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2007-2009 Mary Bucholtz Tips on writing grant/fellowship proposals (and other research proposals)
 

Summary:  2007-2009 Mary Bucholtz
Tips on writing grant/fellowship proposals (and other research proposals)
Mary Bucholtz (Department of Linguistics)
bucholtz@linguistics.ucsb.edu
1. Start early. Proposal writing is extremely time-consuming, especially when you're first
starting out. Know exactly what you need to supply, and line things up well in advance.
For an external granting agency such as NSF or the SSRC, allow three months or more to
develop and revise your proposal. For shorter applications (e.g., UCSB funding) allow at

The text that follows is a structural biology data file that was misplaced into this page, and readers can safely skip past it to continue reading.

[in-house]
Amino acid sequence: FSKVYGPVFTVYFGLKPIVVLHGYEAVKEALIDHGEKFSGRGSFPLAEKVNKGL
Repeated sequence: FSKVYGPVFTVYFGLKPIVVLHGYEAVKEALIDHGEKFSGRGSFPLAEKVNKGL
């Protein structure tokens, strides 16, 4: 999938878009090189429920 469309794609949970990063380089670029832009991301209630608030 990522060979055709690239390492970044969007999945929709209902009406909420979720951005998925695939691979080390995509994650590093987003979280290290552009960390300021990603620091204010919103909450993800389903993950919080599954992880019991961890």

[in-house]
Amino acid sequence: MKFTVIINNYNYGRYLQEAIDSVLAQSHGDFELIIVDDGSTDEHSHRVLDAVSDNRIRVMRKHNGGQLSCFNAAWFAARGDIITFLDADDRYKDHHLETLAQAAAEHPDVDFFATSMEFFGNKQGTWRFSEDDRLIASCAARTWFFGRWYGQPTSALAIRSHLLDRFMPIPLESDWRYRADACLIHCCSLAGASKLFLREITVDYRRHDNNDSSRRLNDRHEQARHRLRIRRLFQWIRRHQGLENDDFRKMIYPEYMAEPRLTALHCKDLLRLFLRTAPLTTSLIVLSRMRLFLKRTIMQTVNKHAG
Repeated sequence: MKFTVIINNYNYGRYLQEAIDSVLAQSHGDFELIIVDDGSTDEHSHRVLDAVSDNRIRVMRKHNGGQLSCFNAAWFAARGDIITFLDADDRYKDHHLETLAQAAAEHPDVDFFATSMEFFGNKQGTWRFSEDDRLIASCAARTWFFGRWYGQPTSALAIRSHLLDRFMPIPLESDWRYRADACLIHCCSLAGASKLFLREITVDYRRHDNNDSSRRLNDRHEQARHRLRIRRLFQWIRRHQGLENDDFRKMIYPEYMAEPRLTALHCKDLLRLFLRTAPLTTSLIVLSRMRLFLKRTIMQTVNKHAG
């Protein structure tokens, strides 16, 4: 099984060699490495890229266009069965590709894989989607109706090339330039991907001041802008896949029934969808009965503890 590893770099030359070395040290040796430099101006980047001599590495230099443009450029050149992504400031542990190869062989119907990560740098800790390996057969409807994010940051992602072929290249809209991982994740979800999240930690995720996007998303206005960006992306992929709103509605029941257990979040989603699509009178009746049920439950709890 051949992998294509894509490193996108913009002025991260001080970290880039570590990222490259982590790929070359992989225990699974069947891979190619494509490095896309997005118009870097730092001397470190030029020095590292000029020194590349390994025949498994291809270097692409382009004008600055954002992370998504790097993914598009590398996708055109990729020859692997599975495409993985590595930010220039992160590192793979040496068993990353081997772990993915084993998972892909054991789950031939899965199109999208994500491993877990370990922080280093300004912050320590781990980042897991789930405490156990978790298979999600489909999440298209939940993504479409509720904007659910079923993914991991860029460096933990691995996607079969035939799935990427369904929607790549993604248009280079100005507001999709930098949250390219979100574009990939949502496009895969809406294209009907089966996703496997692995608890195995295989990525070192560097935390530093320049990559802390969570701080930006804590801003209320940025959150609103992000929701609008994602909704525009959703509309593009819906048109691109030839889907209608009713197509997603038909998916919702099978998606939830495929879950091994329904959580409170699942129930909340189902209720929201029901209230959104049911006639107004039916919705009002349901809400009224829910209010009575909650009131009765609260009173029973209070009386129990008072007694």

least a month.
2. Know your granting agency. Read guidelines carefully and follow them. Use the
appropriate specialist terminology (i.e., jargon) for the agency, which may be different
from the jargon of your discipline. You need to be able to speak the language reviewers
understand--never force them to adapt to your worldview. Most granting agencies for the
social sciences have a strong science orientation, so you're usually safe in framing your
proposal scientifically, with discussion of hypotheses, methodology, data, and analysis.
This style is more challenging for interpretive and qualitative projects, but not
impossible; just make clear that your methods are sound, appropriate, and illuminating
for your research question. Be aware that some granting agencies (e.g., Wenner-Gren)
may reject science-style proposals, so read the guidelines carefully to ensure you're
framing your project appropriately.

  

Source: Akhmedov, Azer - Department of Mathematics, University of California at Santa Barbara

 

Collections: Mathematics